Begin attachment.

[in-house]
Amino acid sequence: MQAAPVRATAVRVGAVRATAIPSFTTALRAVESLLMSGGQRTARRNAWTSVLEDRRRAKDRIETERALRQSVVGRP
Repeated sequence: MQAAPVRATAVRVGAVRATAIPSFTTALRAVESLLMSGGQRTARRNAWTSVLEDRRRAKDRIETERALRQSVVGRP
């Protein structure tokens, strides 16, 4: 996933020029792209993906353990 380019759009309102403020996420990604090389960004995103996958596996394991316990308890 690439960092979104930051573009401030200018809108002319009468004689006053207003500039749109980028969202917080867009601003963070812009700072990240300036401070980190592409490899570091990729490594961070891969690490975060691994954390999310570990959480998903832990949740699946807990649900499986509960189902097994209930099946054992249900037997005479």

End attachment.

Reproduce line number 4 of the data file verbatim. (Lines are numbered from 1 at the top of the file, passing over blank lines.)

């Protein structure tokens, strides 16, 4: 996933020029792209993906353990 380019759009309102403020996420990604090389960004995103996958596996394991316990308890 690439960092979104930051573009401030200018809108002319009468004689006053207003500039749109980028969202917080867009601003963070812009700072990240300036401070980190592409490899570091990729490594961070891969690490975060691994954390999310570990959480998903832990949740699946807990649900499986509960189902097994209930099946054992249900037997005479």